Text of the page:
Book Reviews

Review: Dustborn by Erin Bowman

Dustborn was described to me as “Mad Max Fury Road” meets a postapocalyptic Western and I was like, “YES!” That is the vibe I am looking for recently. It’s been so long since I read a fantastic YA SF setting so I was looking forward to Dustborn. Keep reading this book review to find out if I found exactly that!


Delta of Dead River has always been told to hide her back, where a map is branded on her skin to a rumored paradise called the Verdant. In a wasteland plagued by dust squalls, geomagnetic storms, and solar flares, many would kill for it—even if no one can read it. So when raiders sent by a man known as the General attack her village, Delta suspects he is searching for her. 

Delta sets out to rescue her family but quickly learns that in the Wastes no one can be trusted—perhaps not even her childhood friend, Asher, who has been missing for nearly a decade. If Delta can trust Asher, she just might decode the map and trade evidence of the Verdant to the General for her family. What Delta doesn’t count on is what waits at the Verdant: a long-forgotten secret that will shake the foundation of her entire world.


(Disclaimer: I received this book from Edelweiss. This has not impacted my review which is unbiased and honest.)

I adored the setting of Dustborn from the beginning. The postapocalyptic “Mad Max Fury Road” feeling was established from the first pages. Dustborn is, unsurprisingly, a story about dust, but also desperation. It’s a world where water and survival aren’t guaranteed. A world where I would not last one day. Well, I hope I’d rise to the challenge, but maybe not because I have contact lenses….ANYWAY, Dustborn is a story about survival, resourcefulness, and community. At the same time it’s a story about hope, promise, and ethics.

Dustborn features Delta, a girl who is just trying to be reunited with her community, despie the harsh conditions of the world and humanity. She is clever and resourceful, while making decisions we may not agree with at the time. Delta is a character driven by her sense of community, even when it might be better for her to move on. Dustborn is a testament to the power of memory, promises, and trust. Desperation tends to leave half baked plans in a world where trust has its costs and you can never be too careful.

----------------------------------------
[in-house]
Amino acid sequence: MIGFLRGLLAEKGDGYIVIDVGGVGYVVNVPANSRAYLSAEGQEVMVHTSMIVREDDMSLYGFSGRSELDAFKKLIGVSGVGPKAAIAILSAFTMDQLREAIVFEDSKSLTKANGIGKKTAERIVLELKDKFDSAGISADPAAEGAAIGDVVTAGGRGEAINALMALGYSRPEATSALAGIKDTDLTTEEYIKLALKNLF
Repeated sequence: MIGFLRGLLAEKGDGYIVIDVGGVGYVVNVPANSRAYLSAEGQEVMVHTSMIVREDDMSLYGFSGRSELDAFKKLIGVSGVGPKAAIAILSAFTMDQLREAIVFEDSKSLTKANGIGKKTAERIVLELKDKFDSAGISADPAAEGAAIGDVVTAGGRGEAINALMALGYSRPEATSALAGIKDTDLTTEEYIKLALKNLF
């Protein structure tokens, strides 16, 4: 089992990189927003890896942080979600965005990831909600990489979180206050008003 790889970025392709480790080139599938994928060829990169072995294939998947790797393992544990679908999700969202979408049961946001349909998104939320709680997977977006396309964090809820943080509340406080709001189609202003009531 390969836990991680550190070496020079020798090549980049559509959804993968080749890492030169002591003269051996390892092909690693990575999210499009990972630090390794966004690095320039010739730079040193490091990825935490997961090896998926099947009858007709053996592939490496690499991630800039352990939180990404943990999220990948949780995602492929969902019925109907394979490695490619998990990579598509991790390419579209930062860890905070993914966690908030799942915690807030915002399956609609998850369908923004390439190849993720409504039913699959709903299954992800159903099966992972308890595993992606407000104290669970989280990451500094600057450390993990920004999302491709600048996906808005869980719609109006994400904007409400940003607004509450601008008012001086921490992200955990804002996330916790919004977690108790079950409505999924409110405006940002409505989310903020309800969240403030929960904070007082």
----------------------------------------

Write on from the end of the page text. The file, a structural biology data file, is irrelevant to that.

While I greatly enjoyed the setting, and Delta’s character, my main issue was the pacing. I felt like I was enjoying the pacing, and then towards the end so many things happened that I was just stunned. I felt like there had to be more somewhere and wish this had been a duology so we could have had more time to explore the interesting twists. I loved some of the revelations towards the end, but just needed a bit more time for Delta and the world to dwell.


Dustborn delivers on a promise of a fabulous SF setting. It’s an action based book that examines how softness can expose your soft spots. How it ends with salt and spears. It’s a book that left me with lingering questions that I need to talk to someone about! Find Dustborn on Goodreads, Amazon, Indiebound, & The Book Depository.


Do you have a favorite postapocalyptic (YA) book?

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2 thoughts on “Review: Dustborn by Erin Bowman

  1. I’m super excited for this one! I love Erin Bowman. That’s interesting about the pacing because I know Bowman had originally planned for this to be either a trilogy or duology (I don’t remember which) but it was bought as a standalone so she had to condense it down to fit into one book. I wonder if that’s why the end feels so rushed.

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